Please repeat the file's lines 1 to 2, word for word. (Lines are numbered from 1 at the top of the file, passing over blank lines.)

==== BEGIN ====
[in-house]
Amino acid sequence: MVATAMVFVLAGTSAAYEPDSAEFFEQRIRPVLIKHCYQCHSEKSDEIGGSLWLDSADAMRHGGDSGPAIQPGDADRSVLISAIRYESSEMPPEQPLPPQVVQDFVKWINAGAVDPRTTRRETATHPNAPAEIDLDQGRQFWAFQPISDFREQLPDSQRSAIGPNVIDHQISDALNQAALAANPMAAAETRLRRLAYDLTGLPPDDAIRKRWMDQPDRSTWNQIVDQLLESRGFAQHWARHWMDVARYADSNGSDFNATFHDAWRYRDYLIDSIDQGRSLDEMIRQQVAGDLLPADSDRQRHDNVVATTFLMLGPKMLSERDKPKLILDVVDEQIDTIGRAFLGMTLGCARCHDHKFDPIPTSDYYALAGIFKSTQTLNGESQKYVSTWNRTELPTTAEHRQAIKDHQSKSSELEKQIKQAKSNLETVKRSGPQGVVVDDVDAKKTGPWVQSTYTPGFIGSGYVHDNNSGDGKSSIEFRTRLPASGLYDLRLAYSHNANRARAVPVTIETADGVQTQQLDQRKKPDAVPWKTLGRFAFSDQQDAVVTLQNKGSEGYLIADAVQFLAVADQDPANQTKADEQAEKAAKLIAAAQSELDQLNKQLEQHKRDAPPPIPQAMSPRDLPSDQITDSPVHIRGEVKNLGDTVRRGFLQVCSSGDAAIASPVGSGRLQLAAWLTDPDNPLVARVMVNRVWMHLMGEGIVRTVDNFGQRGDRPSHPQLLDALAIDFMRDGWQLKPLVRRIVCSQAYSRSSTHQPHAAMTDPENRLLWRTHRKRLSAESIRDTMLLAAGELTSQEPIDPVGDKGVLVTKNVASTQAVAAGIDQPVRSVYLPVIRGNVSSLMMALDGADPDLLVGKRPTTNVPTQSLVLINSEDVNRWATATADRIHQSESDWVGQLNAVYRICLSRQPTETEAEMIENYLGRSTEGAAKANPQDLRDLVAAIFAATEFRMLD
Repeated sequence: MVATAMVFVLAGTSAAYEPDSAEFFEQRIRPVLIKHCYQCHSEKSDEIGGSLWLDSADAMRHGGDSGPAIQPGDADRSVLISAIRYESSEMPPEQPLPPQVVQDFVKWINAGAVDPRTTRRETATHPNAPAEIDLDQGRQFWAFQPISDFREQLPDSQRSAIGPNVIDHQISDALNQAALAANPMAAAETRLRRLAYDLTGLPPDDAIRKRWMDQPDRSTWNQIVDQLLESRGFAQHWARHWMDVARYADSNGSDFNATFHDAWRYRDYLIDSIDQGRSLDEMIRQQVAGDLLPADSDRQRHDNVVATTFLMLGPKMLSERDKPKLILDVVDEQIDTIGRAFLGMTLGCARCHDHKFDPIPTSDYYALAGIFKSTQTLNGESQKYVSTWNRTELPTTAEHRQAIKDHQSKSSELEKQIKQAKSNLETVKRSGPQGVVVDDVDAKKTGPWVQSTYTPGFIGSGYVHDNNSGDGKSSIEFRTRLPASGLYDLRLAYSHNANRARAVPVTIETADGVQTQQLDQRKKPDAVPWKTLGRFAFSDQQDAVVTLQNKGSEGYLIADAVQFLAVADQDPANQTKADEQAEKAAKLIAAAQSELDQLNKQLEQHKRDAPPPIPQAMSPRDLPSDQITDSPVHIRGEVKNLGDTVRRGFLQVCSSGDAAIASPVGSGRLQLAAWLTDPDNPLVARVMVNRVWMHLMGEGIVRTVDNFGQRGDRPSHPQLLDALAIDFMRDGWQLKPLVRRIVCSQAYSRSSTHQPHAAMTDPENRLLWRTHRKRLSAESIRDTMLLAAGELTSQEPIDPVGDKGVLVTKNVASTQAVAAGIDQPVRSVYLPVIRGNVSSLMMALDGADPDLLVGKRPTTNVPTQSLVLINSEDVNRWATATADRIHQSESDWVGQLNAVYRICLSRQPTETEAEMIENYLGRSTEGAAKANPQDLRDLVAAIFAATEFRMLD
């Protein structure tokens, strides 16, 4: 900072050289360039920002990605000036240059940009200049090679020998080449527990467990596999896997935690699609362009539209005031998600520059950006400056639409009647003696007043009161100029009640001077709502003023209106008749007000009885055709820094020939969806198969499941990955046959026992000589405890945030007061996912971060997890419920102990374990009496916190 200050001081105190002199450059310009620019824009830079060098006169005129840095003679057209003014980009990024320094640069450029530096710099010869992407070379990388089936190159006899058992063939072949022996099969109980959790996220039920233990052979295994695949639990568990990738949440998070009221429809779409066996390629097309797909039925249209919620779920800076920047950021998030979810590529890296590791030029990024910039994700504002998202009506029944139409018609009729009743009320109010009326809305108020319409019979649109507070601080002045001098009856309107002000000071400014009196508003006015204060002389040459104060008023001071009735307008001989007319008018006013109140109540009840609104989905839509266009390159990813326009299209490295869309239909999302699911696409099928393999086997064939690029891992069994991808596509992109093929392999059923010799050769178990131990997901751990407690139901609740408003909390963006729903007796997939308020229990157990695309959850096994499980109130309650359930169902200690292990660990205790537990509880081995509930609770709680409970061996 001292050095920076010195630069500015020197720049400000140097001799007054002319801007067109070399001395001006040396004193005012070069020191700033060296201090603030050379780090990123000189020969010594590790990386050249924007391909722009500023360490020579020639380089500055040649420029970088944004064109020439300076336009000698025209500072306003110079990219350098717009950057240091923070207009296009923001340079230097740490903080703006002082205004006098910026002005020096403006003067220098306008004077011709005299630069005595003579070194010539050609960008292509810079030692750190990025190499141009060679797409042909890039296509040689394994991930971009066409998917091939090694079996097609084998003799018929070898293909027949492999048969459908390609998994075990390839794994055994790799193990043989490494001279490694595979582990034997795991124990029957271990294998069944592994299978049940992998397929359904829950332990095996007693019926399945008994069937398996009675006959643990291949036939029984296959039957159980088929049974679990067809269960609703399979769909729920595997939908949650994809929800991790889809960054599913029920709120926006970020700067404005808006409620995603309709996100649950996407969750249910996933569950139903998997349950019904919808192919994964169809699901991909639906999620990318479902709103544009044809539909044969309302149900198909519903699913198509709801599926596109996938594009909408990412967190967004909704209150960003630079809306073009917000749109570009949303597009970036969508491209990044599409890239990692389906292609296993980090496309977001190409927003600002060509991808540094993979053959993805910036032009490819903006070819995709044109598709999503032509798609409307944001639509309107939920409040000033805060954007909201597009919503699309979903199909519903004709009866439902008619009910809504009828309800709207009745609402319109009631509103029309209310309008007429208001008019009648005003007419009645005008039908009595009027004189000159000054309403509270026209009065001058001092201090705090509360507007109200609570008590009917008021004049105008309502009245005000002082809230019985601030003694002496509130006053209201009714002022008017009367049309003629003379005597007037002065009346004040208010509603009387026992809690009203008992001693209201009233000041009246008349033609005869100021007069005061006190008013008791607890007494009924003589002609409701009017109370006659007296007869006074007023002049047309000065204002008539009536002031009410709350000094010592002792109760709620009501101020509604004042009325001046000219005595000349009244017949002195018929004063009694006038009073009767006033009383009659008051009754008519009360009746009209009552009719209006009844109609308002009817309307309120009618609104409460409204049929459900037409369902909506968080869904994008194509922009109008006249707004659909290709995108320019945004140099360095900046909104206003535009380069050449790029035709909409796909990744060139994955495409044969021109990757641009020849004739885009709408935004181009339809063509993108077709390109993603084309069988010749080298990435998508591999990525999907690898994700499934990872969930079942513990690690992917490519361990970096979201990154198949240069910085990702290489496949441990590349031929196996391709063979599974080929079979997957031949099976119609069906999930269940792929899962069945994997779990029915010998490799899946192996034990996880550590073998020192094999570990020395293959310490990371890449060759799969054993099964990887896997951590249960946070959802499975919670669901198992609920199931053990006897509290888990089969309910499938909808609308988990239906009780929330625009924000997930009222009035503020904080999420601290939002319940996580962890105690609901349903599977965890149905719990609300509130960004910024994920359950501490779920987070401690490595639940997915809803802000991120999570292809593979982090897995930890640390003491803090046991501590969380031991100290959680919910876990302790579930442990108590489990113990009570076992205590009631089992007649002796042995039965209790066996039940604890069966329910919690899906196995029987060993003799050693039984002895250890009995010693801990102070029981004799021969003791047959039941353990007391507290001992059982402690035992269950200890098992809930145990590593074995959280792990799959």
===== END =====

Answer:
[in-house]
Amino acid sequence: MVATAMVFVLAGTSAAYEPDSAEFFEQRIRPVLIKHCYQCHSEKSDEIGGSLWLDSADAMRHGGDSGPAIQPGDADRSVLISAIRYESSEMPPEQPLPPQVVQDFVKWINAGAVDPRTTRRETATHPNAPAEIDLDQGRQFWAFQPISDFREQLPDSQRSAIGPNVIDHQISDALNQAALAANPMAAAETRLRRLAYDLTGLPPDDAIRKRWMDQPDRSTWNQIVDQLLESRGFAQHWARHWMDVARYADSNGSDFNATFHDAWRYRDYLIDSIDQGRSLDEMIRQQVAGDLLPADSDRQRHDNVVATTFLMLGPKMLSERDKPKLILDVVDEQIDTIGRAFLGMTLGCARCHDHKFDPIPTSDYYALAGIFKSTQTLNGESQKYVSTWNRTELPTTAEHRQAIKDHQSKSSELEKQIKQAKSNLETVKRSGPQGVVVDDVDAKKTGPWVQSTYTPGFIGSGYVHDNNSGDGKSSIEFRTRLPASGLYDLRLAYSHNANRARAVPVTIETADGVQTQQLDQRKKPDAVPWKTLGRFAFSDQQDAVVTLQNKGSEGYLIADAVQFLAVADQDPANQTKADEQAEKAAKLIAAAQSELDQLNKQLEQHKRDAPPPIPQAMSPRDLPSDQITDSPVHIRGEVKNLGDTVRRGFLQVCSSGDAAIASPVGSGRLQLAAWLTDPDNPLVARVMVNRVWMHLMGEGIVRTVDNFGQRGDRPSHPQLLDALAIDFMRDGWQLKPLVRRIVCSQAYSRSSTHQPHAAMTDPENRLLWRTHRKRLSAESIRDTMLLAAGELTSQEPIDPVGDKGVLVTKNVASTQAVAAGIDQPVRSVYLPVIRGNVSSLMMALDGADPDLLVGKRPTTNVPTQSLVLINSEDVNRWATATADRIHQSESDWVGQLNAVYRICLSRQPTETEAEMIENYLGRSTEGAAKANPQDLRDLVAAIFAATEFRMLD